TRIMESTERS Massage Therapy Education

The Power of Birth

This article originally appeared in Massage Therapy Canada, Summer 2003 issue.

Reproduced with permission.

by Cindy McNeely, M.T., co-founder of Trimesters

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Birth is the culmination of an incredible period of growth and development in the life of a woman and her family. Along with the wondrous physical, psychological, and spiritual changes that occur in the pregnancy, the woman then has a transforming event which will fundamentally change her life activities, goals, thoughts, career aspirations, and plans for the future.

As Massage Therapists, we are both witnesses and participants in the unfolding events of our clients lives through their lifespan. Nowhere does our contribution become more profound than in the births and deaths of our clients and their families. For many therapists, attending the birth(s) of a client(s) may be the highlight of their professional career.

The chances are high that every M.T. in practice will at some time in their clinical practice acquire clients who become or are pregnant. This is true whether the therapist creates a general practice or chooses to specialize in sports injury, trauma, chronic illness, or spa treatments. The skills of the Massage Therapist working with pregnant clients need to be enhanced beyond a basic understanding of pregnancy anatomy, technique and treatment application. The variation in pregnancy training in colleges throughout the world create a disparate capability amongst Massage Therapists regarding their skill level in prenatal care.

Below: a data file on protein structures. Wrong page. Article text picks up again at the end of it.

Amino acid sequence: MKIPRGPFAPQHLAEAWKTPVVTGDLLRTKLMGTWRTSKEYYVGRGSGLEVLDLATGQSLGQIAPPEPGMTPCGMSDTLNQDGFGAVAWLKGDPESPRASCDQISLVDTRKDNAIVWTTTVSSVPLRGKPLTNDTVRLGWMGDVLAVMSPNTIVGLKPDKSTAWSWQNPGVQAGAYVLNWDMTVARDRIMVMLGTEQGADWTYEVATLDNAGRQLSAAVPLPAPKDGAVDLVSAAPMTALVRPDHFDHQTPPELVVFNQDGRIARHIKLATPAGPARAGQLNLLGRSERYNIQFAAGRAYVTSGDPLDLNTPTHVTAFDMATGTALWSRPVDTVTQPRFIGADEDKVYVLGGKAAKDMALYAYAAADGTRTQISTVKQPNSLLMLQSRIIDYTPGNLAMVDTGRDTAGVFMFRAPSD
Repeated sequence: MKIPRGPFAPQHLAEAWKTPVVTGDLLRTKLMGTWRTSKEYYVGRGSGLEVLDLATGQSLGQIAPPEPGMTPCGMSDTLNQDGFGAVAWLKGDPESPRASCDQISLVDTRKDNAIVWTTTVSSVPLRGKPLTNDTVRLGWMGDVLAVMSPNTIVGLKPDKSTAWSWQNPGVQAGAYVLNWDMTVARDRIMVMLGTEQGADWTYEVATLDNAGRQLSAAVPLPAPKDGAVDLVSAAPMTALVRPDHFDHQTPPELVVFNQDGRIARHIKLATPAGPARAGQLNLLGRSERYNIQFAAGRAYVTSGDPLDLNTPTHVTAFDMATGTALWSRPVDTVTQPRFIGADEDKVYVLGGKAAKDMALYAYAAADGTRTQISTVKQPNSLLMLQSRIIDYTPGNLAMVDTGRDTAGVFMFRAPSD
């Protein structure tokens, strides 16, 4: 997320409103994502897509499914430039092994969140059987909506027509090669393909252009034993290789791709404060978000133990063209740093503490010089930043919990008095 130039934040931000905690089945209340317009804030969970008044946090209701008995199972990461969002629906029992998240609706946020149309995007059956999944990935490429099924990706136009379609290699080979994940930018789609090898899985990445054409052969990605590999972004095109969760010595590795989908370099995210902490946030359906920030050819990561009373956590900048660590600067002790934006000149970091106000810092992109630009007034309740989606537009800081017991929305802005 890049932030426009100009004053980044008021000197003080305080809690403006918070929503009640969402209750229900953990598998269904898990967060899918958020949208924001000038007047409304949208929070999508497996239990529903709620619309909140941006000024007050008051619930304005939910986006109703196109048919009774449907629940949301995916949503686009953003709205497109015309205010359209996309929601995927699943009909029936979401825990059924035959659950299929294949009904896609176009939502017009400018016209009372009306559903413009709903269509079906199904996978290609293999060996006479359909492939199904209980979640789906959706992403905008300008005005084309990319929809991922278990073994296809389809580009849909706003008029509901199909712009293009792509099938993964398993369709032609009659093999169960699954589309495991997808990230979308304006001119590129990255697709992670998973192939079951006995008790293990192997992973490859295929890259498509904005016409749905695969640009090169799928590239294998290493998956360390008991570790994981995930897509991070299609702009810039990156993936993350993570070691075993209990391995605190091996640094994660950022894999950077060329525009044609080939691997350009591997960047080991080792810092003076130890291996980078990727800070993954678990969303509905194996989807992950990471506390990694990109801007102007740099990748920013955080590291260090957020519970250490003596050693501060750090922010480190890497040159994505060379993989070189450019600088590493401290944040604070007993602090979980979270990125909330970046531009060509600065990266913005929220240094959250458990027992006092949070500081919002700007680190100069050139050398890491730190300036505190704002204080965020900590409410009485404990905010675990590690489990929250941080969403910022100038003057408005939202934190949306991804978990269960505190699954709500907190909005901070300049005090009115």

Many Canadian Massage Therapists can be extremely proud that they have attended colleges which have given them the best training in the world - including their pregnancy, and post-pregnancy knowledge. Each therapist has to understand the degree of comprehensivenesss of the training they have received, the philosophical approach their instructors have taken toward the area, and if needed, seek out post-graduate training that will prepare them thoroughly for the trust and wide-ranging concerns their pregnant clients will approach them with.

It is not sufficient to simply learn about the anatomical, physiological, and structural elements that apply to the pregnant woman. These subjects, while fascinating when compared to the non-pregnant person can lead us into a ‘pathological’ attitude toward the condition of pregnancy. Instead, when trained to understand the holistic process that begins from the moment a woman becomes capable of conceiving, the therapist can understand and approach her or his clients from a state which conjoins the woman in a sharing of the profoundness of the days and months ahead.

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